[T]he moonrise occurred directly in the path of the Thule detection radar, producing a strong signal return. While the computer system never generated an impact prediction, the large amount of data caused enough concern that the equipment was subsequently modified to reject moon returns based on their long (2 second) delay.So where did this come from, anyway? The 1987 CACM paper "Computer system reliability and nuclear war" (full text behind a paywall, unfortunately) claims that there was
a false alert in the early days of the nuclear age [16, 69, 89], when on October 5, 1960, the warning system at NORAD indicated that the United States was under massive attack by Soviet missiles with a certainty of 99.9 percent. It turned out that the Ballistic Missile Early Warning System (BMEWS) radar in Thule, Greenland, had spotted the rising moon. Nobody had thought about the moon when specifying how the system should act.(This was dramatic enough for the editors, or someone at CACM, to use this as a pull quote.) The supplied references, however, cast some doubt on this in my mind. They are:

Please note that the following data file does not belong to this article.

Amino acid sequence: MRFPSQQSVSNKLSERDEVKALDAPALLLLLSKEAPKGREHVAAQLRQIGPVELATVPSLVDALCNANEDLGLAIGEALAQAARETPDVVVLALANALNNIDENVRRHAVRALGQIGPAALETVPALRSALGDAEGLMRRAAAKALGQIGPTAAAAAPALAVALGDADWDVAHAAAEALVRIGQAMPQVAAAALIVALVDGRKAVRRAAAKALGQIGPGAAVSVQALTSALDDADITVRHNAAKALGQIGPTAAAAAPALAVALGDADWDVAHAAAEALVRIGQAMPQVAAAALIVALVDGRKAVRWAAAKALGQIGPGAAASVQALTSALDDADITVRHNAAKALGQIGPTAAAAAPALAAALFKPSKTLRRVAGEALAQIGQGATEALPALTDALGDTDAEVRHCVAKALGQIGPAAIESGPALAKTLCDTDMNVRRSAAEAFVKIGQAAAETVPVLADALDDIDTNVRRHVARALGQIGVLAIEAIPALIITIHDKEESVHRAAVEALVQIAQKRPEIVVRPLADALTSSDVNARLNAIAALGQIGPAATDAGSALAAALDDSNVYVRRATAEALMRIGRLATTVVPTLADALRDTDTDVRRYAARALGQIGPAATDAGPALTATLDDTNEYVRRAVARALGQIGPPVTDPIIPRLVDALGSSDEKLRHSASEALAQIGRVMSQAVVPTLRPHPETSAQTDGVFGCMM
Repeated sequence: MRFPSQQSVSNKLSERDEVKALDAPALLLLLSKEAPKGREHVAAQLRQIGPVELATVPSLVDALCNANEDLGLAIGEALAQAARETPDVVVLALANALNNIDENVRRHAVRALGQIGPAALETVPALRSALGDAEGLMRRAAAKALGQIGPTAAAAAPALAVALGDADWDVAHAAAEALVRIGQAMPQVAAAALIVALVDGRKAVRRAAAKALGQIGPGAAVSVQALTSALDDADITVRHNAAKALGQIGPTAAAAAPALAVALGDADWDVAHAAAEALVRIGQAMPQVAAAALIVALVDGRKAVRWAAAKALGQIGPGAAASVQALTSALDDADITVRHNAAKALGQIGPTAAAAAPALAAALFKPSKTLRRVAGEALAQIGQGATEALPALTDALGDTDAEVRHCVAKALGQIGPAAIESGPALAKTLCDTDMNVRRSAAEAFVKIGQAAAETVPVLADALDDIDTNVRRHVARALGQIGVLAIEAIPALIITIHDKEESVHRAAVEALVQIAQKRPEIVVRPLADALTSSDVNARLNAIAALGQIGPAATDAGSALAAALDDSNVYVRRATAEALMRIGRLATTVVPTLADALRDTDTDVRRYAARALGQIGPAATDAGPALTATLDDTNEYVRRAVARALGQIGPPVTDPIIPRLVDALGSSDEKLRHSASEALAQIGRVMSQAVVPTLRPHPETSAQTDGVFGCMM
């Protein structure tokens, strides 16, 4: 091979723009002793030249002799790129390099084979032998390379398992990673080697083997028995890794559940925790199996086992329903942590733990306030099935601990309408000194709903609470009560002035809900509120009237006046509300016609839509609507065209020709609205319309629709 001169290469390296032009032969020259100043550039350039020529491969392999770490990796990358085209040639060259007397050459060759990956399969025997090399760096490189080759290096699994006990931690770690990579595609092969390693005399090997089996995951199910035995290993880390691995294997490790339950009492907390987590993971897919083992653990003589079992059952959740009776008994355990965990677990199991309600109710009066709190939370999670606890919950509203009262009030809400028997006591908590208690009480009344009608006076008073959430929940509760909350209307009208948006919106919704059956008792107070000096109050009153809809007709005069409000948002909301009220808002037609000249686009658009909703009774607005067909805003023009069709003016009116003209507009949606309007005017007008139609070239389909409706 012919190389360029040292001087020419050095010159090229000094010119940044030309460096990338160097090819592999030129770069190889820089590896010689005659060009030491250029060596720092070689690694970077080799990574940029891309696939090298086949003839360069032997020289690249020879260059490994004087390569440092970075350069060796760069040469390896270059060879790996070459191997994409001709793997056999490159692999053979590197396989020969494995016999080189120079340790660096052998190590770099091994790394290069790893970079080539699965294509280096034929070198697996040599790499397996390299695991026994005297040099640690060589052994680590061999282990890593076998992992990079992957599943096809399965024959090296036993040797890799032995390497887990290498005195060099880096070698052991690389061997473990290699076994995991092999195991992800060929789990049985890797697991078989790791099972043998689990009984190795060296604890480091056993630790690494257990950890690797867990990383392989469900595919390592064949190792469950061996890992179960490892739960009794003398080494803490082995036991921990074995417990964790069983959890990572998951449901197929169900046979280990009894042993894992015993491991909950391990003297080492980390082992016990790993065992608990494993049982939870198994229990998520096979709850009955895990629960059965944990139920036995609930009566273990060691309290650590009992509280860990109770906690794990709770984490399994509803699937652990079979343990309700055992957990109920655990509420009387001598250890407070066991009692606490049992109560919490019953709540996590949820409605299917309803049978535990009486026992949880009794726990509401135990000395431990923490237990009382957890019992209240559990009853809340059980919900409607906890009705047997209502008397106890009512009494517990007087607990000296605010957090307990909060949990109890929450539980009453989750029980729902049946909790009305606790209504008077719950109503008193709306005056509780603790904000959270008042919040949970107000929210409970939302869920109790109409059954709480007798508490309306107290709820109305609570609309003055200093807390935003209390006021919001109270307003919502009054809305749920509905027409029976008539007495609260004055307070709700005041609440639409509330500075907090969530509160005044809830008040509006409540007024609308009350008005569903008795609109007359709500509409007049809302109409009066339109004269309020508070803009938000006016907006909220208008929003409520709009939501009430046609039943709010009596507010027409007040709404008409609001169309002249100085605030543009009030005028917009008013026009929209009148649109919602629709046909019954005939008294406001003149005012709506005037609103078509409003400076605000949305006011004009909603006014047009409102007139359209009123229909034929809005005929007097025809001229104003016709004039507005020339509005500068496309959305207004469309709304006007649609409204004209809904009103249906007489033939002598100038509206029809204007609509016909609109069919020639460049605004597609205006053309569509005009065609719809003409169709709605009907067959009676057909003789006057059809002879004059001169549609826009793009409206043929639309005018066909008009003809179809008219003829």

89. New York Times. Moon stirs scare of missile attack. NPW York Times (Dec. 8. 1960). 71:Z.So, supporting this statement in what is presumably trying to be something along the lines of an academic journal we have, as well as the venerable New York Times, a popular press paperback and the Reader's Digest. Let us pause while we contemplate that last one.
16. Berkeley. EC. The Computer Revolution. Doubleday, New York, 1962.
69. Hubbell, J.C. You are under attack! The strange incident of Octoher 5. Reader's Dig. 78, 468 (Apr. 1961), 37-41.
At any rate, as you can see from the title of the Times article, perhaps it wasn't quite such a scare after all. I don't particularly feel right now like paying $3.95 for the full article, but I presume that, in the newspaper article tradition, the first paragraph is a proper summary of the exciting part of the story:
WASHINGTON, Dec. 7 (AP) -- Radar reflections from the moon set off a missile scare at the nation's air defense centers on Oct. 5. The Air Force said today, however, that its equipment had been adjusted to avert more such flurries.Then again, perhaps the Reader's Digest fact-checking department managed to verify what the New York Times fact-checkers couldn't. I think it's clear which story the CACM went with.
I have now managed to track down the full text of that Times article, and it turns out that the first paragraph truly was the most exciting one. The paragraph following:
Actually, the scare was only momentary, the Air Force said, since a quick check turned up the error.Eventually, we find that even in those heady days of the cold war we had someone rather more level-headed than General Ripper in command:
[T]he commander in Colorado, Gen. Laurence Kuter, had found immediately that the reported detection "was totally unsubstantiated by other information sources and in no way indicated a threat" of missile attack.